“He Who Dies with the Most Stuff Wins,” said the bumper sticker on a fancy pickup truck towing a sleek pair of jet skis and a pair of shiny motorcycles in the truck bed. Wins what? is the salient question, I suppose. But before I get all high and mighty and judgmental on that F-150-driving gent, a personal story. A confession, really. Since 2012, my wife and I have moved six times (for work-related reasons). If you want to find out how much useless junk you’ve accumulated, make a move in late middle-age. Then do it again. And again. And a couple more times. So. Much. Stuff. But the real lesson took hold on the third move. For five months, we lived in a quite small, three-room apartment while we looked for permanent accommodations. At least 85% of our belongings went into storage. The shocker: we didn’t miss it. Any of it. Okay—we missed having a couple of bowls that inadvertently got packed away. Bowls. Otherwise, it was breathtaking how little we actually needed and used.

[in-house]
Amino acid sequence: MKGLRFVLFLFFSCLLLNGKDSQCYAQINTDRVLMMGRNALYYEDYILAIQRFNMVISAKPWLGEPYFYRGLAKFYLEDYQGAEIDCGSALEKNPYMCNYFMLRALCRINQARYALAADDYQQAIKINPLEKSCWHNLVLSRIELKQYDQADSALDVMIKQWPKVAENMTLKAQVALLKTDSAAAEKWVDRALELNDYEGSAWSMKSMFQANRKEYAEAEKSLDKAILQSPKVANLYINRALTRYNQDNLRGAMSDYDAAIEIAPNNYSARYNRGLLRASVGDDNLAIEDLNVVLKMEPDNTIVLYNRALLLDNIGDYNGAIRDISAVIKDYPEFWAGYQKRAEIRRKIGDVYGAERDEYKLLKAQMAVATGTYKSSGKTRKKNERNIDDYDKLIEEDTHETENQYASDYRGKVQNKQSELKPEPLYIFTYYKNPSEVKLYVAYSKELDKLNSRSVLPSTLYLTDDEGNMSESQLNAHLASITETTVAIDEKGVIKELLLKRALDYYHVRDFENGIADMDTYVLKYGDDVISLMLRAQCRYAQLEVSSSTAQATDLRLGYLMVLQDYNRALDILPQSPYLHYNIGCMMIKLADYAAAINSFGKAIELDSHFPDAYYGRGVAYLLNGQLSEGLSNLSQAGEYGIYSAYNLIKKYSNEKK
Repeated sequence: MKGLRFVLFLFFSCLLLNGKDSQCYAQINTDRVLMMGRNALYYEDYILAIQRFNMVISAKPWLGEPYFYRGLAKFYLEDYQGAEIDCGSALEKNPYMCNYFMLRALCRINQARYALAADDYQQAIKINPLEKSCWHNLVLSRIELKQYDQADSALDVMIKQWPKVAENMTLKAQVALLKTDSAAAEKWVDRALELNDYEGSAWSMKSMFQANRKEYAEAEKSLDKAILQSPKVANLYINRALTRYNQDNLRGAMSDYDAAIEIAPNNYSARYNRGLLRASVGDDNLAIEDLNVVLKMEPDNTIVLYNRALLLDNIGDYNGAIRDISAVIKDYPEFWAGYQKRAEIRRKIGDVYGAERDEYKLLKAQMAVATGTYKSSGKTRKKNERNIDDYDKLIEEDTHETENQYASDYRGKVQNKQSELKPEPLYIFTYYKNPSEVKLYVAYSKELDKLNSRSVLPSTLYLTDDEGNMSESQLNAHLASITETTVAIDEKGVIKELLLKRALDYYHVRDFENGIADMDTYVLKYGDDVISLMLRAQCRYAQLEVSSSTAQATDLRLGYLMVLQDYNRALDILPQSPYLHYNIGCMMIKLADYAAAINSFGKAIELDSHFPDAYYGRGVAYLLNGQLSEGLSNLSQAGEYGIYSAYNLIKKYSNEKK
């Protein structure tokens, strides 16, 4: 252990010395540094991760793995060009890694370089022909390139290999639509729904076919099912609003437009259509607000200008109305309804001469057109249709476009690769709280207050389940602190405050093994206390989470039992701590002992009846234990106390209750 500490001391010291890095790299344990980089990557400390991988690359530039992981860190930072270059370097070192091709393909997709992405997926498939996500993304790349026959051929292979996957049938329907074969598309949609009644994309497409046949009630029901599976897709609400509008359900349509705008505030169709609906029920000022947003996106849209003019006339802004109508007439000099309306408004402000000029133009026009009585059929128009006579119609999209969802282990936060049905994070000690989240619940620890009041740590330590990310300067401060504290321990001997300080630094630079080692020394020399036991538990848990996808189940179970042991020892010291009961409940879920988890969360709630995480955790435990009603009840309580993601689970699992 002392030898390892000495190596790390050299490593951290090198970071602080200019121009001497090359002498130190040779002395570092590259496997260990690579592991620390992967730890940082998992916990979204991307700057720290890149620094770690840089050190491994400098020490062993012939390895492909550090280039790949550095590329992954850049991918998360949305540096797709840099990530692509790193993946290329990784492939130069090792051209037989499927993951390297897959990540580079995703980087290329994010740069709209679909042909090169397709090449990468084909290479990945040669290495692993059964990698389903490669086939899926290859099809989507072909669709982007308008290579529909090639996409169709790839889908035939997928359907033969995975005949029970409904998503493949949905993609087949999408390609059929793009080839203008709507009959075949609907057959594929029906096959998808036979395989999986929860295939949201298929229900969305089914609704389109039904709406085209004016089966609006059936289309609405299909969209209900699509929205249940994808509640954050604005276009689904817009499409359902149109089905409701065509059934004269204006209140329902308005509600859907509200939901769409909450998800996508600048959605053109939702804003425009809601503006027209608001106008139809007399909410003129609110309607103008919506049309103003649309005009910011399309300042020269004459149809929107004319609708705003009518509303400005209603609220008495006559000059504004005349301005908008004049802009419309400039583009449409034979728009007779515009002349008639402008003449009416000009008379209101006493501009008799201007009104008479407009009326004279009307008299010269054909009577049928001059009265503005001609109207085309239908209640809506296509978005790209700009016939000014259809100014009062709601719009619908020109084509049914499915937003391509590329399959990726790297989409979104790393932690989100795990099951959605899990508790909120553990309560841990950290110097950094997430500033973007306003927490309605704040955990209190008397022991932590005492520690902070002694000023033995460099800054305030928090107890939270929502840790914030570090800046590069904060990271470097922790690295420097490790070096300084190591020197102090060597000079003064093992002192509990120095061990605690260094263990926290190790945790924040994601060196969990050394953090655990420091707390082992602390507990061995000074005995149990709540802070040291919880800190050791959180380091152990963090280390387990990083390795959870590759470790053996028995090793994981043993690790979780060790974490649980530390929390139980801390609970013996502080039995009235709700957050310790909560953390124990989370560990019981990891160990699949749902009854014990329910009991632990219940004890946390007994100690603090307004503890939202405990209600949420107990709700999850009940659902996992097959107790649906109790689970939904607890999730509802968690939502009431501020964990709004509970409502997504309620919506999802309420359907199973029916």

As I write these words, news has just arrived of the death of a long-time professional friend and colleague, several years younger than me. He was a kind and compassionate man who managed to leave the world in better shape than he found it. As his friends and family and spouse collectively grieved and honored him (on social media, as we now do), he was praised as a winner for his leadership and how he treated others. Not a single mention of his stuff.
Jesus reminds us that life does not consist of an abundance of stuff but in being rich toward God. I need to work on that, but first I must answer the front door. The Amazon delivery guy is here.
How much of my life have I committed to accumulating more stuff instead of investing in what really matters?
God, forgive me for being consumed with consuming. Even at the risk of yet another move, keep me focused on what matters. Amen.